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Firefox rendering div inside p

   
10:31 pm on Jan 28, 2008 (gmt 0)

5+ Year Member



my doctype:
<!DOCTYPE html PUBLIC "-//W3C//DTD XHTML 1.0 Transitional//EN" "http://www.w3.org/TR/xhtml1/DTD/xhtml1-transitional.dtd">

my html:
<p>
Test:
<div>test1</div>
<div>test2</div>
<div>test3</div>
</p>

Firefox 2.0.0.9 renders the code like this (verified in firebug):
<p>
Test:
</p>
<div>test1</div>
<div>test2</div>
<div>test3</div>

IE6 renders it correctly. I need my divs to be inside my paragraphs for all browsers. This makes no sense to me since they're both just block level elements. What is happening here?

10:48 pm on Jan 28, 2008 (gmt 0)

10+ Year Member



Only inline elements are allowed inside p tags.

div isn't just a block level element, it's a *grouping* element. Paragraphs aren't.

8:22 pm on Jan 29, 2008 (gmt 0)

WebmasterWorld Senior Member g1smd is a WebmasterWorld Top Contributor of All Time 10+ Year Member Top Contributors Of The Month



Use <span> inside other block-level elements.
9:00 pm on Jan 29, 2008 (gmt 0)

WebmasterWorld Senior Member fotiman is a WebmasterWorld Top Contributor of All Time 5+ Year Member Top Contributors Of The Month



Or change your <p> to a <div>.
9:02 pm on Jan 29, 2008 (gmt 0)

WebmasterWorld Senior Member fotiman is a WebmasterWorld Top Contributor of All Time 5+ Year Member Top Contributors Of The Month



IE6 renders it correctly.

Actually, no it doesn't (if IE is rendering the div's inside the <p>). On the contrary, (and as usual) Firefox displays it correctly and IE does not.
8:53 am on Jan 31, 2008 (gmt 0)

5+ Year Member



What are the advantages to having p behave this way in the html specs? I always figured p was a regular block level element like a div with default top and bottom margins. Are there any other block level elements that only allow inline elements as children? It's just weird cause I've been writing html for 8 years and have never run into this spec.
2:12 pm on Jan 31, 2008 (gmt 0)

WebmasterWorld Senior Member suzyuk is a WebmasterWorld Top Contributor of All Time 10+ Year Member



What are the advantages to having p behave this way in the html specs? I always figured p was a regular block level element like a div with default top and bottom margins.

Your figuring is slightly out, though it's understandable as sometimes the terminology or slang we speak can get misunderstood or have different meanings ;)

Div & P, are only both "block level" elements in the formatting sense, not the content model: read more on HTML's definition of it's models [w3.org]

The formatting definition of a block level element is that it creates a new line before and after itself, it is not a complete description of it's role, or what it can contain, that is the role of the content model. For the content model definition of any element you need to look at the definition of the element itself: 9.3.1 Paragraphs: the P element [w3.org] where you see:

<!ELEMENT P - O (%inline;)* -- paragraph -->

in english this means element <p> can only contain inline elements and is a paragraph. It's the 'paragraph' bit that defines the semantics of that particular element.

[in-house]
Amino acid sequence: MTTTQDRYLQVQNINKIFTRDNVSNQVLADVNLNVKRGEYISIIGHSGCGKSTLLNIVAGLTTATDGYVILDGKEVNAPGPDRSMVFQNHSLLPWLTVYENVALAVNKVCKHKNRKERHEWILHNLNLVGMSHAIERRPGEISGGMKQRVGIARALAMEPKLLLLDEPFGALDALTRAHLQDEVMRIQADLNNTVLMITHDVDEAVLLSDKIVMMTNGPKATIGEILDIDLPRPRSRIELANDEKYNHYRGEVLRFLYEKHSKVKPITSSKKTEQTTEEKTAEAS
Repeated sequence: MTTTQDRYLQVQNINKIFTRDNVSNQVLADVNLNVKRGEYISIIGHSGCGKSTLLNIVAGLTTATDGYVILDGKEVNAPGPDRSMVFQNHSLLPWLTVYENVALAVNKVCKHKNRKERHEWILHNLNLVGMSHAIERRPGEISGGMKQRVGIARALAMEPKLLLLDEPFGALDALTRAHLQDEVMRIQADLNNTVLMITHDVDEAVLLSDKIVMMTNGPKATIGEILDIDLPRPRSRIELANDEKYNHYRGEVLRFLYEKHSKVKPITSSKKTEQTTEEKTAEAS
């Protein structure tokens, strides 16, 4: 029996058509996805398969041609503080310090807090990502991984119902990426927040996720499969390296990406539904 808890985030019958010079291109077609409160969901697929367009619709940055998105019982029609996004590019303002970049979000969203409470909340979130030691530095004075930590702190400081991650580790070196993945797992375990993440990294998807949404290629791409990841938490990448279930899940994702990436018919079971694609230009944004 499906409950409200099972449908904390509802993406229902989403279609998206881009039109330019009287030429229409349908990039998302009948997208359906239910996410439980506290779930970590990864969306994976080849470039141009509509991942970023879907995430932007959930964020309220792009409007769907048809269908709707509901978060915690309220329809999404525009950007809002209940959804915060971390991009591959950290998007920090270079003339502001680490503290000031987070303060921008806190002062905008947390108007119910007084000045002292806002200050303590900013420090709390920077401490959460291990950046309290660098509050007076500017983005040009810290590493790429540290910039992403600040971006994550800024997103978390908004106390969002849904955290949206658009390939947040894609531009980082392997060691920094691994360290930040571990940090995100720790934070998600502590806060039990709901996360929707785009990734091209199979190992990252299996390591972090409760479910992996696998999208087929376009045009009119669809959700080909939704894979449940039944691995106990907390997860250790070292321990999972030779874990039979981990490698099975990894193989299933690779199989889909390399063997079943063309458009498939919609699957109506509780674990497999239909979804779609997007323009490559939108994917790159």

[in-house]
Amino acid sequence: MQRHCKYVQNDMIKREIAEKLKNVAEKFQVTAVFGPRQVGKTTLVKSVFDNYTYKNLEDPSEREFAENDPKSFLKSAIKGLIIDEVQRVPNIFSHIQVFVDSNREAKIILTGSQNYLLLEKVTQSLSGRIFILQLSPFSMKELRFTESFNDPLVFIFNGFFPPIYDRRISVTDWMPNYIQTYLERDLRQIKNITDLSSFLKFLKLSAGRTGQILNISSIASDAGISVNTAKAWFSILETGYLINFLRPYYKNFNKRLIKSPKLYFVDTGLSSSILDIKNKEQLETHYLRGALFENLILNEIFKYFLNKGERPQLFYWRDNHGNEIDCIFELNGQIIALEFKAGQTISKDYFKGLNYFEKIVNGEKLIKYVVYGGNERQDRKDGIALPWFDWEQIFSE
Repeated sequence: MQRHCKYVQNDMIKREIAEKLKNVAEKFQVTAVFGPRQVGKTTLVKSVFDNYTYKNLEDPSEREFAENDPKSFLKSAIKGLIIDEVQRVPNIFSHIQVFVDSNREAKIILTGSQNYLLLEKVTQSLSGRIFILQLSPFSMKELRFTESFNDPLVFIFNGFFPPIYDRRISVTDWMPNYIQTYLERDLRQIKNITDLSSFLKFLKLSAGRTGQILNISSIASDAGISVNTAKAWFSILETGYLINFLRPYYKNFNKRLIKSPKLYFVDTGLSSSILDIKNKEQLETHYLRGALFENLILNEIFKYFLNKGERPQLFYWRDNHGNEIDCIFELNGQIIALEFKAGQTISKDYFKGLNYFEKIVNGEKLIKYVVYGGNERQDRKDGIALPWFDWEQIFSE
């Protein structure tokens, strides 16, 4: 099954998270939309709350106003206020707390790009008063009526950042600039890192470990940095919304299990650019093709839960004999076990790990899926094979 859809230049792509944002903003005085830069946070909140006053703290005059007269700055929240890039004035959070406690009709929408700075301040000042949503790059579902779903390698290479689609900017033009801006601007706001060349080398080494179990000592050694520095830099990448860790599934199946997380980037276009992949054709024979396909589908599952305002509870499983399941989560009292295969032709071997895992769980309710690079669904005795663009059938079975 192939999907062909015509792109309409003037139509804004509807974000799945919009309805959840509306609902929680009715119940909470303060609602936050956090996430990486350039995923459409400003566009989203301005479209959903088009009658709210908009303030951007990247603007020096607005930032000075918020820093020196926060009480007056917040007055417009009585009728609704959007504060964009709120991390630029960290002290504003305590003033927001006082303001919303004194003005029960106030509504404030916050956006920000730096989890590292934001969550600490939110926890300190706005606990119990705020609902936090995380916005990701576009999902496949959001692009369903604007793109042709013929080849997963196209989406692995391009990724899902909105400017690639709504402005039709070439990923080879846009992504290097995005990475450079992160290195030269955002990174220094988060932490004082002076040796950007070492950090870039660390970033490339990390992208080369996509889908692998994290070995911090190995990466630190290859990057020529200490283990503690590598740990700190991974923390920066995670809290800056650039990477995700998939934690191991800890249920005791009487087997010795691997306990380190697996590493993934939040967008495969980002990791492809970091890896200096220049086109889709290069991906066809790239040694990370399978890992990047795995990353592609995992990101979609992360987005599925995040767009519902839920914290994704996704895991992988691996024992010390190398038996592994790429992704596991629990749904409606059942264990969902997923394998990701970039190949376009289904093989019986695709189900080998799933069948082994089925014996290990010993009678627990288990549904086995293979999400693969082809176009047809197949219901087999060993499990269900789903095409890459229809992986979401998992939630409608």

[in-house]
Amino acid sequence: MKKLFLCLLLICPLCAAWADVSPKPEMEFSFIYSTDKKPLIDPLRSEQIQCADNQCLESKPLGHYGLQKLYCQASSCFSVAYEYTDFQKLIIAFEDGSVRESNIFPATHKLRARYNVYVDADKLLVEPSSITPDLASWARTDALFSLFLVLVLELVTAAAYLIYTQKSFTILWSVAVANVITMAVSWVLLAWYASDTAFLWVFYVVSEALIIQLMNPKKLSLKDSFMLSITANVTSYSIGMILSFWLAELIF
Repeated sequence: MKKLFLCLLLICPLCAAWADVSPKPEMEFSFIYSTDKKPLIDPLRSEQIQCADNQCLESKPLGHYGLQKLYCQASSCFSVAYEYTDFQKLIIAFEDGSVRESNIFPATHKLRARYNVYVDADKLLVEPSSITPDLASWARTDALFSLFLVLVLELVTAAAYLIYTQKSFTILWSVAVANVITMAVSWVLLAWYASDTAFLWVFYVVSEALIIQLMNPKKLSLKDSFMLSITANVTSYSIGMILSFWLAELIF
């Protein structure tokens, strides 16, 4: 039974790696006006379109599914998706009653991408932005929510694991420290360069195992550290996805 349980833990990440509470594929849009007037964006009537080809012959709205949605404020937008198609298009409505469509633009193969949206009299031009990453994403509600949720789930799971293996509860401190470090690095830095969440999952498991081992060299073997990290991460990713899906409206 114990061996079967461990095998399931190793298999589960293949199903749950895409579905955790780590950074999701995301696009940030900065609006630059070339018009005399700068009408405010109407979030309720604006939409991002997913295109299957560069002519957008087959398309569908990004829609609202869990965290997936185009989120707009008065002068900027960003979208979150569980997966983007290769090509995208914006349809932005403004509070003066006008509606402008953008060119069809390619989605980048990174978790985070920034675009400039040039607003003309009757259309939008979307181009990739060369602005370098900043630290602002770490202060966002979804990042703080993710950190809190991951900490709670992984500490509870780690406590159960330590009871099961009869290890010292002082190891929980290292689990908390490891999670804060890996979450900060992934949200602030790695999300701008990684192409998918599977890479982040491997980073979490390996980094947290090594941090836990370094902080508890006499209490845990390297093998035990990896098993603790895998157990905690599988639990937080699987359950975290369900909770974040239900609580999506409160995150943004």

Underneath the definition you will see which elements have optional end (closing) tags.
for <p> it is; Start tag: required, End tag: optional

If you go back to the first link, in section 7.5.4 you see that <div> and <span> are classed as "Grouping" Elements, that is imho a good description and covers both formatting and content models:

The DIV and SPAN elements, in conjunction with the id and class attributes, offer a generic mechanism for adding structure to documents. These elements define content to be inline (SPAN) or block-level (DIV) but impose no other presentational idioms on the content. Thus, authors may use these elements in conjunction with style sheets, the lang attribute, etc., to tailor HTML to their own needs and tastes.

It's not that it's an advantage for a <p> to be written like this, it's semantics - in the language of HTML a <p> is a paragraph.

For those elements whose END tag is optional, the technical nature of parsing semantic elements needs to be made clear, the parser needs rules so it understands the language and where to close the element; In the case of <p>'s the parser closes the element as soon as it meets a new block level element as you would if you were writing a paragraph. Which is what firebug showed you FF was doing. With other element it's not quite as sweeping as that as e.g. <li> elements have optional closing and can contain other block level elements but will be closed on meeting a sibling <li>, and <head> gets closed on meeting <body> etc.. anyway this is why people are saying that FF is right. It is, because of the content model rules.

The natural way, non-machine way if you like, to think of these block level, in the formatting context, elements and why they cannot contain other blocks is simple too, Have you ever spoken or written a <p>aragraph with another paragraph inside it, let alone a "grouping" division inside it?

HTML makes a lot of sense, to me anyway, if thought of like the written word. Imagine going off on a rant and writing a long letter of complaint.. I imagine an area (division) of the document would contain many paragraphs (p's) which would have some very colorful words (inline elements). in them :)

Are there any other block level elements that only allow inline elements as children?

Yes, The "heading" elements [w3.org], <h1>, <h2>, etc.. some more but likely not all : <address>, <dt>, <pre>

-hth

[edited by: SuzyUK at 2:18 pm (utc) on Jan. 31, 2008]

6:58 pm on Jan 31, 2008 (gmt 0)

5+ Year Member



Wow, great post. Thanks.
 

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